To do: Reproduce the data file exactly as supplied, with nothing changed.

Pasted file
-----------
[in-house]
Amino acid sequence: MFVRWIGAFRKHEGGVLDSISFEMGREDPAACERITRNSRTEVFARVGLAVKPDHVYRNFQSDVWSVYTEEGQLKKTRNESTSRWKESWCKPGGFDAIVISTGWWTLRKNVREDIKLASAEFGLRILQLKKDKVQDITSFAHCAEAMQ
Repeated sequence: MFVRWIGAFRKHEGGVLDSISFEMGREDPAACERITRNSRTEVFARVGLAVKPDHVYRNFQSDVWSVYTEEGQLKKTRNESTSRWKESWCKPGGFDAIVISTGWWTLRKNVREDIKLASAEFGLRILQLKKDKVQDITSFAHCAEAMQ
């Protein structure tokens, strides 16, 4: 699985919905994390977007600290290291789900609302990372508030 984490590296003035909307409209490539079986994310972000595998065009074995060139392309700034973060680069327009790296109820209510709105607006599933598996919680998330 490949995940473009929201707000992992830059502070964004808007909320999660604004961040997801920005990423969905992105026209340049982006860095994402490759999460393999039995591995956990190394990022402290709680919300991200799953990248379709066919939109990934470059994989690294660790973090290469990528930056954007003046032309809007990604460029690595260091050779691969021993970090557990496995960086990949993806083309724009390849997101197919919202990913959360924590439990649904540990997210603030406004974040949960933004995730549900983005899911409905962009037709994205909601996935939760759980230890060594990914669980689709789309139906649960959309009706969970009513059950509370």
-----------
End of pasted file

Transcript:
[in-house]
Amino acid sequence: MFVRWIGAFRKHEGGVLDSISFEMGREDPAACERITRNSRTEVFARVGLAVKPDHVYRNFQSDVWSVYTEEGQLKKTRNESTSRWKESWCKPGGFDAIVISTGWWTLRKNVREDIKLASAEFGLRILQLKKDKVQDITSFAHCAEAMQ
Repeated sequence: MFVRWIGAFRKHEGGVLDSISFEMGREDPAACERITRNSRTEVFARVGLAVKPDHVYRNFQSDVWSVYTEEGQLKKTRNESTSRWKESWCKPGGFDAIVISTGWWTLRKNVREDIKLASAEFGLRILQLKKDKVQDITSFAHCAEAMQ
């Protein structure tokens, strides 16, 4: 699985919905994390977007600290290291789900609302990372508030 984490590296003035909307409209490539079986994310972000595998065009074995060139392309700034973060680069327009790296109820209510709105607006599933598996919680998330 490949995940473009929201707000992992830059502070964004808007909320999660604004961040997801920005990423969905992105026209340049982006860095994402490759999460393999039995591995956990190394990022402290709680919300991200799953990248379709066919939109990934470059994989690294660790973090290469990528930056954007003046032309809007990604460029690595260091050779691969021993970090557990496995960086990949993806083309724009390849997101197919919202990913959360924590439990649904540990997210603030406004974040949960933004995730549900983005899911409905962009037709994205909601996935939760759980230890060594990914669980689709789309139906649960959309009706969970009513059950509370």